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Free tickets to summer Sundance screenings in Park City now available

Sundance Local Lens screens outdoor films at City Park in Park City.
Breanna Downs
© 2023 Sundance Institute
A Sundance screening at City Park.

The Sundance Film Festival’s Local Lens program, which offers free screenings to Utahns, returns next month.

This year Local Lens is offering nine different screenings spread across venues in Park City, Salt Lake City and West Valley City from July 17-21.

Sundance Senior Festival Programmer Basil Tsiokos said they aim to offer a slate of movies that provide a broad look at the 2024 festival program.

“Local Lens is kind of our ability to sort of give a taste of the overall festival,” Tsiokos said. “There’s only so much you can do with nine of 10 slots, right? But we want big films. We want sort of intimate films. We want docs. We want fiction, comedies, dramas, etc.”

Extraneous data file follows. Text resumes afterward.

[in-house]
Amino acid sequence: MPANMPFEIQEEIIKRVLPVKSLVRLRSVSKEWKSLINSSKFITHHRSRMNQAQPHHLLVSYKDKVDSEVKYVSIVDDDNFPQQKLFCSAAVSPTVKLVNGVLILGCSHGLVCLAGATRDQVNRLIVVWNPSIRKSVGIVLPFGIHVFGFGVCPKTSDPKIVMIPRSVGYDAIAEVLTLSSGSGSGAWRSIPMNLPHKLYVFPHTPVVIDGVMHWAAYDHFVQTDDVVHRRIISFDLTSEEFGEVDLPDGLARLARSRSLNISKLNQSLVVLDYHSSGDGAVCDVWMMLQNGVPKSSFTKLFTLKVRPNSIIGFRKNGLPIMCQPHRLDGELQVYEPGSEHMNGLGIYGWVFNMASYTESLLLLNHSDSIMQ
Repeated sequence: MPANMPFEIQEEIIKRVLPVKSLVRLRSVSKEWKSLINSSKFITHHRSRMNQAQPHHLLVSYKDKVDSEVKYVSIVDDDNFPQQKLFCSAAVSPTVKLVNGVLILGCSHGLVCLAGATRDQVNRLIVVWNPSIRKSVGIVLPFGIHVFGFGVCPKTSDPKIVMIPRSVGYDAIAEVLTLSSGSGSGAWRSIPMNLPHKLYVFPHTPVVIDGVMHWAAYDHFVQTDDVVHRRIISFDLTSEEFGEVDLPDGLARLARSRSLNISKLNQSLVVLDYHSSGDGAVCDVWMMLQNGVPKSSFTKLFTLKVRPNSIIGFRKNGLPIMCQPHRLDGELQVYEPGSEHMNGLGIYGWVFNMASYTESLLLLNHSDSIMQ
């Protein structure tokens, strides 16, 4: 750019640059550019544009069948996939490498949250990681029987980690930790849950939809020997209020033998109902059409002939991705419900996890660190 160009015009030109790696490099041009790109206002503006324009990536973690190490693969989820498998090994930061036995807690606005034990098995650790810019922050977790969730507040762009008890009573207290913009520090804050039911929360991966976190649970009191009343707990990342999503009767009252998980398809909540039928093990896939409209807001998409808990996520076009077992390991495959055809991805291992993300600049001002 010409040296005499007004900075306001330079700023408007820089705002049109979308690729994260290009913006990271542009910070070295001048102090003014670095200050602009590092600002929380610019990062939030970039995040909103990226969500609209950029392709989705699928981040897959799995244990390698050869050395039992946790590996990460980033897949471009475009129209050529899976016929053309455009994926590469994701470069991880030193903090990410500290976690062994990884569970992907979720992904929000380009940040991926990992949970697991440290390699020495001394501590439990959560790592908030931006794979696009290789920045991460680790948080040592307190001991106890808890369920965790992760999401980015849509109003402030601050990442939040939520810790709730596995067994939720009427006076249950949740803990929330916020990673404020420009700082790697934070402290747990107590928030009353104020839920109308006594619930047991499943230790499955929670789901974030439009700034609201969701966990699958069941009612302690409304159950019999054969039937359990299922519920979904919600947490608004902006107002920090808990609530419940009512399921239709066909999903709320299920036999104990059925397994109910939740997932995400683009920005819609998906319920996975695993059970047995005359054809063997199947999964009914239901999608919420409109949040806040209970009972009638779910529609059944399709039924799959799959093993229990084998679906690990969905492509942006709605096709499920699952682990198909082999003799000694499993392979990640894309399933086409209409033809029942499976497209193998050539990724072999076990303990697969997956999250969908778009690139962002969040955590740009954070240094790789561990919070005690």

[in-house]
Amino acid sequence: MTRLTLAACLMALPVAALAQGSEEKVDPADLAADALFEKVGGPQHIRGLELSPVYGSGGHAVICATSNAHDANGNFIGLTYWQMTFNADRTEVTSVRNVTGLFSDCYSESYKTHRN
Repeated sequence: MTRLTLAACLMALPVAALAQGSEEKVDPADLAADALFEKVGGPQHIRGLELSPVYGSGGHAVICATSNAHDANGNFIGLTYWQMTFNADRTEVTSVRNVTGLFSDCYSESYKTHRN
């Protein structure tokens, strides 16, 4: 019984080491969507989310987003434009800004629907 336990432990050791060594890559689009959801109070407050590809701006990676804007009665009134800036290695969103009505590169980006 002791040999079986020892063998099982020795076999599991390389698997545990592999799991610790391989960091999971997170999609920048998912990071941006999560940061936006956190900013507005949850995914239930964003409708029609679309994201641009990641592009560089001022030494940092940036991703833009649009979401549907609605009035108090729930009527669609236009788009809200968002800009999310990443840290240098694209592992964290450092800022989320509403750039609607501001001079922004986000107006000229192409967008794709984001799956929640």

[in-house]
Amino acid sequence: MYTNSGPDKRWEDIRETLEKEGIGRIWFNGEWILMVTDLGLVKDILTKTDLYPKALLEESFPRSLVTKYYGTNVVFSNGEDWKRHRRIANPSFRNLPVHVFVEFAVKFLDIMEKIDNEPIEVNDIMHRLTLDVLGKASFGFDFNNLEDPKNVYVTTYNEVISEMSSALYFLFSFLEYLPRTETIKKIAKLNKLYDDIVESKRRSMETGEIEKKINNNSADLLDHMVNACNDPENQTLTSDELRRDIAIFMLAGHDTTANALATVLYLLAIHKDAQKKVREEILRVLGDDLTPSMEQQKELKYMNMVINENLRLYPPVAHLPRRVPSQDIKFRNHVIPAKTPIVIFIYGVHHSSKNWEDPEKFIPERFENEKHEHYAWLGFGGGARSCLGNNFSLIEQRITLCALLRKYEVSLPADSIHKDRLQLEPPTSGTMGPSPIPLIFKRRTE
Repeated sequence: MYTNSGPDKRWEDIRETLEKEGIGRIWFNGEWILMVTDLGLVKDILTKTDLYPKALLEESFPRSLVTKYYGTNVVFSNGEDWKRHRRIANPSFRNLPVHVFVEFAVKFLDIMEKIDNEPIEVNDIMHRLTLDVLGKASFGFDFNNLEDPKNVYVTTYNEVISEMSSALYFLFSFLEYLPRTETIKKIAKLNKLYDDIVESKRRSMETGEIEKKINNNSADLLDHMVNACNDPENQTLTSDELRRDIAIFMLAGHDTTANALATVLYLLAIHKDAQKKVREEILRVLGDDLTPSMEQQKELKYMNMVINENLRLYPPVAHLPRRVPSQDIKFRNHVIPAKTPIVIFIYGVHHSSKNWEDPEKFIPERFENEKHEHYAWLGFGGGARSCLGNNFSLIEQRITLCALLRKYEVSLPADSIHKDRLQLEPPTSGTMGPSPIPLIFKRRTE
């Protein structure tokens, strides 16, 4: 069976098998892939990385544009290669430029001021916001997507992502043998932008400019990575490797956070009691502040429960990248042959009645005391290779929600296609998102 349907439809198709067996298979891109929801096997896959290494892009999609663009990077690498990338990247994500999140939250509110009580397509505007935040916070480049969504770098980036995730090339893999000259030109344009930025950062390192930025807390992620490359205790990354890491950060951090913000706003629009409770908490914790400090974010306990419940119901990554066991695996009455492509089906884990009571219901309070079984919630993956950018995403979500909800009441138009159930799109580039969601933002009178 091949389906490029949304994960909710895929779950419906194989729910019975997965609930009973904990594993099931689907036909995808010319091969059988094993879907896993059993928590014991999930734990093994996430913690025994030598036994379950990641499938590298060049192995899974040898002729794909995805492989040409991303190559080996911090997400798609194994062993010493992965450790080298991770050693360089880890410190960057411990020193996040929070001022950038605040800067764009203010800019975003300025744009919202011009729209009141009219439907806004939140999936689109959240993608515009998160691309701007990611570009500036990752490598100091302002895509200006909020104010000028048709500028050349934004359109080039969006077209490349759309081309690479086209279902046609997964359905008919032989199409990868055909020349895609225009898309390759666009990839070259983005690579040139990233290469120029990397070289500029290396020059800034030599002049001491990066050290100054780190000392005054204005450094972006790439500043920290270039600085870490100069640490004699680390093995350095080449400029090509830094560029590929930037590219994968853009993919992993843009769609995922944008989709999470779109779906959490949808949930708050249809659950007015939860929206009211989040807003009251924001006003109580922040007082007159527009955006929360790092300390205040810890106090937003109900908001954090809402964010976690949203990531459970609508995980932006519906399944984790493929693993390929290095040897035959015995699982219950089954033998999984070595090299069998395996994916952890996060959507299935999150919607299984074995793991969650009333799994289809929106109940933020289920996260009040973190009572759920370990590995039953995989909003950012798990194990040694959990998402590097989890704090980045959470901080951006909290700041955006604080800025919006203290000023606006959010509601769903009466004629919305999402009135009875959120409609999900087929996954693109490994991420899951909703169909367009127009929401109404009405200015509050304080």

Sundance will be opening up Park City’s Ray Theatre twice in July for Local Lens screenings.

This year’s festival favorite, the documentary “Daughters,” will play at the Ray Thursday July 18 at 7 p.m. Distributed by Netflix, the film centers on four young girls preparing for a special Daddy Daughter Dance with their incarcerated fathers, as part of a program in a Washington D.C. jail.

The following night the Ray will show “Your Monster,” which is a romantic comedy with elements of horror as well as a musical.

“It got a great response at the festival, and it’s just a really fun story that showcases a really fantastic actress, Melissa Berrera, and we just really fell in love with this film during the programming process,” Tsiokos said. “It adds something different to the overall lineup of Local Lens that the other films don’t necessarily have.”

The final Park City screening will be outside at City Park on Saturday, July 20 at 9 p.m. That’ll showcase the documentary “Eno,” which tells the story of musician Brian Eno.

Tsiokos said the film uses a generative engine to produce a different plot structure each showing.

“What really ends up happening is that a different version of the film will be output each time it is planned to be played somewhere,” he said. 

So even if festival goers saw “Eno” in January, Tsiokos said it’ll look different at City Park.

To see the full Local Lens slate, and to register for free tickets, click here.